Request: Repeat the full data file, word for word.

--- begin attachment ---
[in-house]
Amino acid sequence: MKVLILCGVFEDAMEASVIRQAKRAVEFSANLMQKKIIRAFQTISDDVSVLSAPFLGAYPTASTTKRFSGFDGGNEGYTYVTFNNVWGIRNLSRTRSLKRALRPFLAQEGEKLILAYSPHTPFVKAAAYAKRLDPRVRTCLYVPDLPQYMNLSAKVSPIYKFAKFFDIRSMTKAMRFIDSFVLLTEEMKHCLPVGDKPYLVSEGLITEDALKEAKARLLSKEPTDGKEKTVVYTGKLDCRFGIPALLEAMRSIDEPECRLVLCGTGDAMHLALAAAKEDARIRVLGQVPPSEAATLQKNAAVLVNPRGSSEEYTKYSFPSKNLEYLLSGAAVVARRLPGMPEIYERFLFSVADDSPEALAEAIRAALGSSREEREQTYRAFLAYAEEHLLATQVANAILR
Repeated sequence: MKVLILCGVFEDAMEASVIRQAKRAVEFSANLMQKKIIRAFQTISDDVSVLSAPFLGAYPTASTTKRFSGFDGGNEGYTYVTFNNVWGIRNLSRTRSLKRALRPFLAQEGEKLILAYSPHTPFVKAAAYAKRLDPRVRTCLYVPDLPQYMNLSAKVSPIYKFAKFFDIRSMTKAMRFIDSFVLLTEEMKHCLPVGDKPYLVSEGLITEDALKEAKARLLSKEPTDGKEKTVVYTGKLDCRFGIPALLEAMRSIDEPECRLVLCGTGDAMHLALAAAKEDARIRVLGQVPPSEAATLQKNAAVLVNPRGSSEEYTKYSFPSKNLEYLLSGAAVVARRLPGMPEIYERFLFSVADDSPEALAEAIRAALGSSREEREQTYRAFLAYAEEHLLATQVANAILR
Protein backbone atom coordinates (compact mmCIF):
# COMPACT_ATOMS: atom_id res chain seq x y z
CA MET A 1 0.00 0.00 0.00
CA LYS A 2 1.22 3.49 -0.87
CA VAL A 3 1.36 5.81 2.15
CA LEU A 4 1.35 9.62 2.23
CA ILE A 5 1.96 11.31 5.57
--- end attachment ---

[in-house]
Amino acid sequence: MKVLILCGVFEDAMEASVIRQAKRAVEFSANLMQKKIIRAFQTISDDVSVLSAPFLGAYPTASTTKRFSGFDGGNEGYTYVTFNNVWGIRNLSRTRSLKRALRPFLAQEGEKLILAYSPHTPFVKAAAYAKRLDPRVRTCLYVPDLPQYMNLSAKVSPIYKFAKFFDIRSMTKAMRFIDSFVLLTEEMKHCLPVGDKPYLVSEGLITEDALKEAKARLLSKEPTDGKEKTVVYTGKLDCRFGIPALLEAMRSIDEPECRLVLCGTGDAMHLALAAAKEDARIRVLGQVPPSEAATLQKNAAVLVNPRGSSEEYTKYSFPSKNLEYLLSGAAVVARRLPGMPEIYERFLFSVADDSPEALAEAIRAALGSSREEREQTYRAFLAYAEEHLLATQVANAILR
Repeated sequence: MKVLILCGVFEDAMEASVIRQAKRAVEFSANLMQKKIIRAFQTISDDVSVLSAPFLGAYPTASTTKRFSGFDGGNEGYTYVTFNNVWGIRNLSRTRSLKRALRPFLAQEGEKLILAYSPHTPFVKAAAYAKRLDPRVRTCLYVPDLPQYMNLSAKVSPIYKFAKFFDIRSMTKAMRFIDSFVLLTEEMKHCLPVGDKPYLVSEGLITEDALKEAKARLLSKEPTDGKEKTVVYTGKLDCRFGIPALLEAMRSIDEPECRLVLCGTGDAMHLALAAAKEDARIRVLGQVPPSEAATLQKNAAVLVNPRGSSEEYTKYSFPSKNLEYLLSGAAVVARRLPGMPEIYERFLFSVADDSPEALAEAIRAALGSSREEREQTYRAFLAYAEEHLLATQVANAILR
Protein backbone atom coordinates (compact mmCIF):
# COMPACT_ATOMS: atom_id res chain seq x y z
CA MET A 1 0.00 0.00 0.00
CA LYS A 2 1.22 3.49 -0.87
CA VAL A 3 1.36 5.81 2.15
CA LEU A 4 1.35 9.62 2.23
CA ILE A 5 1.96 11.31 5.57